A native of Pakistan, the current political leader of Scotland Humza Yousaf wants his country to secede from England and join the European Union. A man from a former British colony wants to destroy the UK?
He emerged as the leader of the Scottish National Party following Nicola Sturgeon’s messy exit from the political scene earlier this year — and just as a funding scandal engulfed his party, writes POLITICO.
But, despite the firestorm at home, Scotland’s First Minister Humza Yousaf is in Brussels with a clear message: ‘Don’t close the door to Scottish membership of the European Union.’
In an interview with POLITICO, Yousaf said that Scotland is ready and waiting to join the EU if it becomes independent — a priority he believes has become all the more relevant since Brexit. “Sixty-two percent of Scotland voted to stay within the European Union in 2016. But unfortunately we have been taken out of the EU,” Yousaf said.
Scotland rejoining the EU would by no means be an easy road. After a failed referendum attempt in 2014, there is the fact Scotland is still a part of the United Kingdom, with no clear route to a second vote.
Were it under his control, Yousaf said, “We would have had [a second Independence referendum] yesterday.” But the U.K. Supreme Court thinks otherwise, ruling late last year that the Scottish government cannot hold an independence referendum without the U.K. government’s consent.
Yousaf believes that the vote for Brexit — which took place two years after the Scottish referendum on independence — has been a game-changer when it comes to Scotland’s EU membership stance.
“If people in 2014 had known what would happen in 2016, I have no doubt that people would have voted for Scotland to become an independent country,” he told POLITICO at Scotland House, the Scottish government’s headquarters at the heart of the European Quarter in Brussels.
Opinion in Scotland remains sharply divided on independence. Yousaf’s Scottish National Party, which has continually promoted the cause, is battling the biggest crisis of its time running Scotland’s devolved government.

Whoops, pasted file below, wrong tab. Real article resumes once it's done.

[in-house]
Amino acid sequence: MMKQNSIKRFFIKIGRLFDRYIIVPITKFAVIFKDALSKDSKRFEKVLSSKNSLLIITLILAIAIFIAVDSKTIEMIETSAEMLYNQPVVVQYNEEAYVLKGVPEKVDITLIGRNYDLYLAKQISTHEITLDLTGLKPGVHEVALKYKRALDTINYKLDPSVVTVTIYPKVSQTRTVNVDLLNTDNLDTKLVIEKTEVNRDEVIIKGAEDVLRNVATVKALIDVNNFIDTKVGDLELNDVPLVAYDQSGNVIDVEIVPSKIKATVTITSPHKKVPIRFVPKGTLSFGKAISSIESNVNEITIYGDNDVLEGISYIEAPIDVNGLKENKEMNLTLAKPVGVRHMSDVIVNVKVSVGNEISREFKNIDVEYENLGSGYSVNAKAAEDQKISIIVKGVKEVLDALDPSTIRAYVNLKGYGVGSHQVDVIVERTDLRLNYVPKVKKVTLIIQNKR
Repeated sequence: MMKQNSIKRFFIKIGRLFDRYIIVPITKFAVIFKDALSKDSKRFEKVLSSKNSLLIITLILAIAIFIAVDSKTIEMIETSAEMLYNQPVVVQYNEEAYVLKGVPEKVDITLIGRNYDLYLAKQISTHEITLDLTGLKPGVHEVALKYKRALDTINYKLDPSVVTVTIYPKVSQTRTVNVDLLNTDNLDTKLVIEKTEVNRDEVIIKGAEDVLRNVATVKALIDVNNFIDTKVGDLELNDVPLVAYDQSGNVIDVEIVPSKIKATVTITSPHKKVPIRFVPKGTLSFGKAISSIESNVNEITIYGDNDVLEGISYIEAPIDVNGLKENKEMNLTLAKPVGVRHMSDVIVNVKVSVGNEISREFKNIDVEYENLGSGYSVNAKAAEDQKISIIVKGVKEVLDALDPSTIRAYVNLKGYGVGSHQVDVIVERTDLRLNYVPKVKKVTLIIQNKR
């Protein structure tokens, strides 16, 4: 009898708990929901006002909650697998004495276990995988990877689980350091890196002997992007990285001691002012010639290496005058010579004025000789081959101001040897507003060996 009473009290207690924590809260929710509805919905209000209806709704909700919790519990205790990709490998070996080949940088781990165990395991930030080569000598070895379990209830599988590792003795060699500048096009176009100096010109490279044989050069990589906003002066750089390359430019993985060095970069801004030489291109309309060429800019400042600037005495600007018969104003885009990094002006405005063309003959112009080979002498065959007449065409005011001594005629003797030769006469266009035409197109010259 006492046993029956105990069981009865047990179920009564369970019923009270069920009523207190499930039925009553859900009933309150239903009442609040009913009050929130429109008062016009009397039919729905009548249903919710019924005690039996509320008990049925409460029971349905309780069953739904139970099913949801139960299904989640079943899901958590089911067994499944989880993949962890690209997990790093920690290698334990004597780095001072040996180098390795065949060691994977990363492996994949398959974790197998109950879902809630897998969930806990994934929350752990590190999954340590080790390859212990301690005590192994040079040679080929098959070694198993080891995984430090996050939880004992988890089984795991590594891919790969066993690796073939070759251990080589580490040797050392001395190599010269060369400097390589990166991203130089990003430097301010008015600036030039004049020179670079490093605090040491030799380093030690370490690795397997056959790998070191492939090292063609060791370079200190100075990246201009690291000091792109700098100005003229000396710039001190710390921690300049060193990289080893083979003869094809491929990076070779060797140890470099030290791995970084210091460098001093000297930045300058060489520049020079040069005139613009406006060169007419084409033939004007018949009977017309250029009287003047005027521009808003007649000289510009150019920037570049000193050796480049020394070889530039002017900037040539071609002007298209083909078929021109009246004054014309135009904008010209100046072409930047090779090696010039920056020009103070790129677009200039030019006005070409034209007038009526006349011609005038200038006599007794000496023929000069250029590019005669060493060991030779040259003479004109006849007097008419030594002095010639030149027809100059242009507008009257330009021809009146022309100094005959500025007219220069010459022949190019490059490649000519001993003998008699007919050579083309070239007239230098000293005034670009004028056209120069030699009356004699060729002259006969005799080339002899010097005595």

Yousaf’s predecessor Nicola Sturgeon was arrested and released without charge pending further investigation earlier this month amid a police probe into the SNP’s finances. Her husband Peter Murrell, formerly the party’s chief executive, was arrested in April as part of the same investigation, and also released without charge.
A recent Ipsos poll showed support for the SNP slipping 10 percentage points in six months.
“I’m not sure there’s any other country that has been part of the European Union for as long as we have, been taken out against our will, and then is looking to rejoin,” he said.
But even if Scottish independence were to become a reality, another potential challenge is political support around the EU table – Spain, in particular, has professed opposition to Scottish membership due to its possible implications for Catalonia, a region of Spain with a strong independence movement.
Yousaf says the Scottish government has a “very warm relationship” with the Spanish government, and reaches out regularly. Referring to recent comments from the Spanish government, Yousaf said, “They’ve made it abundantly clear — and I agree with them — that the situations in Scotland in Catalonia are different.”
As Scotland prepares for a scenario that may never happen, Yousaf will use his trip to Brussels this week to call for continued cooperation between Scotland and the EU — in particular on the energy supply Scotland can offer the EU as it tries to wean itself off dependence on Russian gas and oil.
“We have huge potential to export renewable energy and clean energy to Europe,” he said.
“Scotland has a lot to offer. Why would you not want a country that has the renewable potential that we do?”